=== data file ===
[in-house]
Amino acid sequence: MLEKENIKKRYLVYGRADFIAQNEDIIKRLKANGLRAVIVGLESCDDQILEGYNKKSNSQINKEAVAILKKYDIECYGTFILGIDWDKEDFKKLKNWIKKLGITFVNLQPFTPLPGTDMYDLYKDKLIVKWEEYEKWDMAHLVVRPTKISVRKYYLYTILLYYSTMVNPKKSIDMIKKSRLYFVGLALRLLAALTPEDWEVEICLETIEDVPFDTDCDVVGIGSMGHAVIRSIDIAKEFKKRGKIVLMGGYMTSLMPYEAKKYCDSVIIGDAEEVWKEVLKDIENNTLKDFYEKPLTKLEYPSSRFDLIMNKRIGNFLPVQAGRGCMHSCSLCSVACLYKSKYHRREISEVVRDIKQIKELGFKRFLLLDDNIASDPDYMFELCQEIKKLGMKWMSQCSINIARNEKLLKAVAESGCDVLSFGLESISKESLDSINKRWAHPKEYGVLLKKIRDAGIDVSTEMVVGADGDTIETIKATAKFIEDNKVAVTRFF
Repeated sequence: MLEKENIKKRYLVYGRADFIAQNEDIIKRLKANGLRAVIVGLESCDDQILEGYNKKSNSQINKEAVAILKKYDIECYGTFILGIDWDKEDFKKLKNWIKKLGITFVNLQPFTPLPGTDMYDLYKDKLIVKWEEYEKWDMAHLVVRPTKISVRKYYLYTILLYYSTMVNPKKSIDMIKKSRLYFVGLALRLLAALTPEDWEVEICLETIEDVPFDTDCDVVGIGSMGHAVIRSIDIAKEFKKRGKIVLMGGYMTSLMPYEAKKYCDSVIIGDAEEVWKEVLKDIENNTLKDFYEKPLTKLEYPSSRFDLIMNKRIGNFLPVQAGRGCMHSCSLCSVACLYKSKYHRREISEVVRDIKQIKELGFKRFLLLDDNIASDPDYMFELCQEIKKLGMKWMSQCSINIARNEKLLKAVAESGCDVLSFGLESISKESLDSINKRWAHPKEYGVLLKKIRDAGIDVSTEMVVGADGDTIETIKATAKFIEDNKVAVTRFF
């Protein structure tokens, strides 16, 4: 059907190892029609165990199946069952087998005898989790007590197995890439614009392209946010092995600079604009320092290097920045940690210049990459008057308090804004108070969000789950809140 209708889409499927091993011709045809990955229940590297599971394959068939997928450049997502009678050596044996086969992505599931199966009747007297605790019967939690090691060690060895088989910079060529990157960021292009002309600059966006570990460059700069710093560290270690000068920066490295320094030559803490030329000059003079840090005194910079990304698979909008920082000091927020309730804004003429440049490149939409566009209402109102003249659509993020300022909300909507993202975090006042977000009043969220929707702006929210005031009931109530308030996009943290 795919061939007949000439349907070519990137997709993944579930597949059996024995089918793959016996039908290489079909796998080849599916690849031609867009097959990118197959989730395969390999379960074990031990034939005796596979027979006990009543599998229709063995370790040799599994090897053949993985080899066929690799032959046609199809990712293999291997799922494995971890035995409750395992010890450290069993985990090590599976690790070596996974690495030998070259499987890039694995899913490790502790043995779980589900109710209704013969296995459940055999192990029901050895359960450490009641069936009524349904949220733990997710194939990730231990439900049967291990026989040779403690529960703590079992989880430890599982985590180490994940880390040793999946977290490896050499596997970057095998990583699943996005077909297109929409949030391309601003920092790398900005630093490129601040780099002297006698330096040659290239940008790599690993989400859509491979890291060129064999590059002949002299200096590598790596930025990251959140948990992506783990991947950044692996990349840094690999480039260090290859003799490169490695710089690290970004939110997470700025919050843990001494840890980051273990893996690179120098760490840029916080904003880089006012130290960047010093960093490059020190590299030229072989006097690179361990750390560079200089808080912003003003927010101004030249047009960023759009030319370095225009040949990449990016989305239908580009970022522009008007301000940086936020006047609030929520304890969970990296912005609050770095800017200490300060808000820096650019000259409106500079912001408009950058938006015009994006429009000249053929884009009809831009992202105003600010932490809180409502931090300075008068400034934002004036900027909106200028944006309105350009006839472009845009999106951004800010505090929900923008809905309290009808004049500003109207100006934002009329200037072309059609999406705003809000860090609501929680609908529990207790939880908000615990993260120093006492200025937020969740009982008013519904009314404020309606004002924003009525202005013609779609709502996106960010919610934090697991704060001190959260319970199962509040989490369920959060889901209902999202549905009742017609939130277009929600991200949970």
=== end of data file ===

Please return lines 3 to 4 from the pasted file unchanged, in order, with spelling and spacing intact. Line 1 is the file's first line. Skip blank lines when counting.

Repeated sequence: MLEKENIKKRYLVYGRADFIAQNEDIIKRLKANGLRAVIVGLESCDDQILEGYNKKSNSQINKEAVAILKKYDIECYGTFILGIDWDKEDFKKLKNWIKKLGITFVNLQPFTPLPGTDMYDLYKDKLIVKWEEYEKWDMAHLVVRPTKISVRKYYLYTILLYYSTMVNPKKSIDMIKKSRLYFVGLALRLLAALTPEDWEVEICLETIEDVPFDTDCDVVGIGSMGHAVIRSIDIAKEFKKRGKIVLMGGYMTSLMPYEAKKYCDSVIIGDAEEVWKEVLKDIENNTLKDFYEKPLTKLEYPSSRFDLIMNKRIGNFLPVQAGRGCMHSCSLCSVACLYKSKYHRREISEVVRDIKQIKELGFKRFLLLDDNIASDPDYMFELCQEIKKLGMKWMSQCSINIARNEKLLKAVAESGCDVLSFGLESISKESLDSINKRWAHPKEYGVLLKKIRDAGIDVSTEMVVGADGDTIETIKATAKFIEDNKVAVTRFF
């Protein structure tokens, strides 16, 4: 059907190892029609165990199946069952087998005898989790007590197995890439614009392209946010092995600079604009320092290097920045940690210049990459008057308090804004108070969000789950809140 209708889409499927091993011709045809990955229940590297599971394959068939997928450049997502009678050596044996086969992505599931199966009747007297605790019967939690090691060690060895088989910079060529990157960021292009002309600059966006570990460059700069710093560290270690000068920066490295320094030559803490030329000059003079840090005194910079990304698979909008920082000091927020309730804004003429440049490149939409566009209402109102003249659509993020300022909300909507993202975090006042977000009043969220929707702006929210005031009931109530308030996009943290 795919061939007949000439349907070519990137997709993944579930597949059996024995089918793959016996039908290489079909796998080849599916690849031609867009097959990118197959989730395969390999379960074990031990034939005796596979027979006990009543599998229709063995370790040799599994090897053949993985080899066929690799032959046609199809990712293999291997799922494995971890035995409750395992010890450290069993985990090590599976690790070596996974690495030998070259499987890039694995899913490790502790043995779980589900109710209704013969296995459940055999192990029901050895359960450490009641069936009524349904949220733990997710194939990730231990439900049967291990026989040779403690529960703590079992989880430890599982985590180490994940880390040793999946977290490896050499596997970057095998990583699943996005077909297109929409949030391309601003920092790398900005630093490129601040780099002297006698330096040659290239940008790599690993989400859509491979890291060129064999590059002949002299200096590598790596930025990251959140948990992506783990991947950044692996990349840094690999480039260090290859003799490169490695710089690290970004939110997470700025919050843990001494840890980051273990893996690179120098760490840029916080904003880089006012130290960047010093960093490059020190590299030229072989006097690179361990750390560079200089808080912003003003927010101004030249047009960023759009030319370095225009040949990449990016989305239908580009970022522009008007301000940086936020006047609030929520304890969970990296912005609050770095800017200490300060808000820096650019000259409106500079912001408009950058938006015009994006429009000249053929884009009809831009992202105003600010932490809180409502931090300075008068400034934002004036900027909106200028944006309105350009006839472009845009999106951004800010505090929900923008809905309290009808004049500003109207100006934002009329200037072309059609999406705003809000860090609501929680609908529990207790939880908000615990993260120093006492200025937020969740009982008013519904009314404020309606004002924003009525202005013609779609709502996106960010919610934090697991704060001190959260319970199962509040989490369920959060889901209902999202549905009742017609939130277009929600991200949970």